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Computek v The Commissioner, SARS (830/2011) [2012] ZASCA 178

30 November 2012   (0 Comments)
Posted by: SAIT Technical
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Author: SAIT Technical

The Supreme Court of Appeal ruled in the matter between Computek and CSARS on 29 November 2012.

Background facts

During 2003, SARS conducted an audit of Computek's tax affairs which revealed that the Computek had under-declared VAT to SARS. As a result, Computek was assessed to VAT to the amount of R4 million which included additional tax and interest.

The revised assessment contained the following statement:

‘Should you wish to lodge an objection, kindly do so in writing and clearly marked for the attention of the writer. The objection must be received within 30 days of receipt of this notice. You are obliged in terms of s 32 of the ACT to specify in detail the grounds for the objection.'

The owner of the entity, Mr Henry Chakhala, filed a notice of objection.

Nowhere on that objection form nor on annexures filed commensurately with it did he state that there was an objection to the capital amount. SARS informed the taxpayer that its objection had been disallowed because, as SARS put it, there was 'no objection to the quantum of additional vat output raised suggesting your acceptance of these figures'.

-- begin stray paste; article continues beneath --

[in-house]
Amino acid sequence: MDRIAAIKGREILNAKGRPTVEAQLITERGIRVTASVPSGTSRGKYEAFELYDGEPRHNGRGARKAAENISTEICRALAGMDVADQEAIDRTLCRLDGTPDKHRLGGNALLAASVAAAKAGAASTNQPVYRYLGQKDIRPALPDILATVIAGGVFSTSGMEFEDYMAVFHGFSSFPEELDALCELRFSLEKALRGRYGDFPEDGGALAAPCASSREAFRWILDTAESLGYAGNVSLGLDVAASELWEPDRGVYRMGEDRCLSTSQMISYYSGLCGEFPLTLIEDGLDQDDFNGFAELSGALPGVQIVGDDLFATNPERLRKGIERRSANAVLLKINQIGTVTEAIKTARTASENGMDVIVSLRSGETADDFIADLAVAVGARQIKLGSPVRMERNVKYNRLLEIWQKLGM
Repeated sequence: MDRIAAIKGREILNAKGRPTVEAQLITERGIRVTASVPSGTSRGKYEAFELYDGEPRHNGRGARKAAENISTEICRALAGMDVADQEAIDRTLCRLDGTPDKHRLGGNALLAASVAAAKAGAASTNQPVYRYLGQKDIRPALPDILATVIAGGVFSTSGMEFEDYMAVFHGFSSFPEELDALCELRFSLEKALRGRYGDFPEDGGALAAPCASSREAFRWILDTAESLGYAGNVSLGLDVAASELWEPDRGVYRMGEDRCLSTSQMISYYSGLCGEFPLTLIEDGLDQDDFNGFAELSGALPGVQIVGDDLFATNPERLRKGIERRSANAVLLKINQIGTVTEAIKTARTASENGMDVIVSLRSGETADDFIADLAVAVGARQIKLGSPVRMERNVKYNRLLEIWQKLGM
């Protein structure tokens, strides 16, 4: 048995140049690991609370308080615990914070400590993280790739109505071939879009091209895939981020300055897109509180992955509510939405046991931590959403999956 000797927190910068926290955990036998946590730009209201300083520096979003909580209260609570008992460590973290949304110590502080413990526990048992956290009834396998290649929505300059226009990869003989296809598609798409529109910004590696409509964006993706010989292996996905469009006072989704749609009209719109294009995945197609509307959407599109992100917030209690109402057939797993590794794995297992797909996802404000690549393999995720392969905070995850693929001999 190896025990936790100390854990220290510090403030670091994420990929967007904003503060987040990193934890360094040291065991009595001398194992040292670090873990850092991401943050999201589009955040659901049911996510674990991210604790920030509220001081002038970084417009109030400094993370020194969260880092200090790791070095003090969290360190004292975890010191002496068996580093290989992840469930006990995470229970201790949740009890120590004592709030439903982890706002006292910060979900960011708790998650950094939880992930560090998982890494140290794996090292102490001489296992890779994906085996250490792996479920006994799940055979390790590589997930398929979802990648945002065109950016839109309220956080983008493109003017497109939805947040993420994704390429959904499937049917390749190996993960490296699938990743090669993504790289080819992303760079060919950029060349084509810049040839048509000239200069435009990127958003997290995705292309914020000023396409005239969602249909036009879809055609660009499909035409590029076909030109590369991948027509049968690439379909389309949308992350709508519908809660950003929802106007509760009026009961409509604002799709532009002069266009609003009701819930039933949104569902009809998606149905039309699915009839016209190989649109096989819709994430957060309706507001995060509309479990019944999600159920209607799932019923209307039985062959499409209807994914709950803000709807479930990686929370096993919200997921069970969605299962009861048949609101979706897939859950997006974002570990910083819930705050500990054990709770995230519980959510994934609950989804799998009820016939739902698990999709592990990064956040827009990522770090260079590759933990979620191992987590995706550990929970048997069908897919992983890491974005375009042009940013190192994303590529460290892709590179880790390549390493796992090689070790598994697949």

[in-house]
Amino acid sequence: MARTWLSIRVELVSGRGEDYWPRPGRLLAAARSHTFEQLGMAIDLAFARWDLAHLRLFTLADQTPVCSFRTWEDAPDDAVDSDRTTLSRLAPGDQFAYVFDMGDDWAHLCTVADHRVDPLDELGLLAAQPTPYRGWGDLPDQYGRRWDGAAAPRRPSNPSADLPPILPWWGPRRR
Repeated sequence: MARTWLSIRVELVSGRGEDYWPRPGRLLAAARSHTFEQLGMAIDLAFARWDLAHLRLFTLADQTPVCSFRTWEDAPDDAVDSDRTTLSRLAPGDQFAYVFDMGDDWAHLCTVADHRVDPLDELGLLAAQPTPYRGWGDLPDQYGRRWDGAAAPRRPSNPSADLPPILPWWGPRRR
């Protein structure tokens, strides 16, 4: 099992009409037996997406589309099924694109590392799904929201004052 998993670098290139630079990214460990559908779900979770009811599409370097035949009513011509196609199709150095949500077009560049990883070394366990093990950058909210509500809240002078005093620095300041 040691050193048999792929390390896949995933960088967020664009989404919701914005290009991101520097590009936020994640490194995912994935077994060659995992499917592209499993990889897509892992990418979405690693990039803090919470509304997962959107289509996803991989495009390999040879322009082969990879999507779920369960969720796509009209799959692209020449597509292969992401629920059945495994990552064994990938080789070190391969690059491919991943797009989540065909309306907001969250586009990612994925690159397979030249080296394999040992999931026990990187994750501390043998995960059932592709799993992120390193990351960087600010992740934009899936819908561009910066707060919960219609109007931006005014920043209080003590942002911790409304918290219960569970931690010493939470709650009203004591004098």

Computek subsequently filed a notice of appeal in respect of SARS' disallowance of its objection. This notice of appeal also contained no reference to the capital amount.

It was only when the taxpayer filed its rule 11 statement with the Tax Court on 15 March 2011 that it raised issue for the first time. The Tax Court found in favour of SARS but granted leave to Computek to appeal to the SCA. The SCA held that it is quite clear that Computek did not object to the capital amount, which Mr Chakhala could quite easily have done by ticking the appropriate box on the objection form.


Did Computek object against the capital amount by implication by referring to the globular amount of R4million?

Findings by the SCA (judgment)

The SCA held that not having raised an objection to the capital assessment in its notice of objection, Computek was precluded from raising it on appeal before the tax court and that when the taxpayer challenged the capital amount for the first time in its rule 11 statement, it effectively raised a ‘new objection' directed at an individual assessed amount that had not previously been objected to.

The SCA added as no objection had been lodged against SARS' assessment that the taxpayer was liable for additional VAT output tax in the sum of R1 246 177.60, that assessment became final and conclusive in April 2007. And as a period of three years has elapsed, Computek could not thereafter lawfully require SARS to revisit its assessment. 

Please click here to access the full case.


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